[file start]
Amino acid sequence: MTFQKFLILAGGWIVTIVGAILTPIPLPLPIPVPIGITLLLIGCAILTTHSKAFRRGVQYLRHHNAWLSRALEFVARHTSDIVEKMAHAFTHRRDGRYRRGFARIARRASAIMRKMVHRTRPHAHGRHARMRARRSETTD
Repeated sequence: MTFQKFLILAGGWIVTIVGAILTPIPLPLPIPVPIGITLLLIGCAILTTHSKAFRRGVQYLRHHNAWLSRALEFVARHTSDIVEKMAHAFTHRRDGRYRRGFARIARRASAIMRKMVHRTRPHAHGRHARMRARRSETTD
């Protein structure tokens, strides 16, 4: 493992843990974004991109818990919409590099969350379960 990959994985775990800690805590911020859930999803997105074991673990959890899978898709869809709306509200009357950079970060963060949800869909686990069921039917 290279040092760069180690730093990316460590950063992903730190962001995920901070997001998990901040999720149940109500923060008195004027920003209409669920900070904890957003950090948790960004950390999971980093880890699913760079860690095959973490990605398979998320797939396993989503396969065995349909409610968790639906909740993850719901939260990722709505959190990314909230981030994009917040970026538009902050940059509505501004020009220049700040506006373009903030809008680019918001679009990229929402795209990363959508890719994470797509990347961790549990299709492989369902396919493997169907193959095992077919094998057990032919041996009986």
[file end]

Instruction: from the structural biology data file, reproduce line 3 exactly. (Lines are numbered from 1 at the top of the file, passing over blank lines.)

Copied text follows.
């Protein structure tokens, strides 16, 4: 493992843990974004991109818990919409590099969350379960 990959994985775990800690805590911020859930999803997105074991673990959890899978898709869809709306509200009357950079970060963060949800869909686990069921039917 290279040092760069180690730093990316460590950063992903730190962001995920901070997001998990901040999720149940109500923060008195004027920003209409669920900070904890957003950090948790960004950390999971980093880890699913760079860690095959973490990605398979998320797939396993989503396969065995349909409610968790639906909740993850719901939260990722709505959190990314909230981030994009917040970026538009902050940059509505501004020009220049700040506006373009903030809008680019918001679009990229929402795209990363959508890719994470797509990347961790549990299709492989369902396919493997169907193959095992077919094998057990032919041996009986």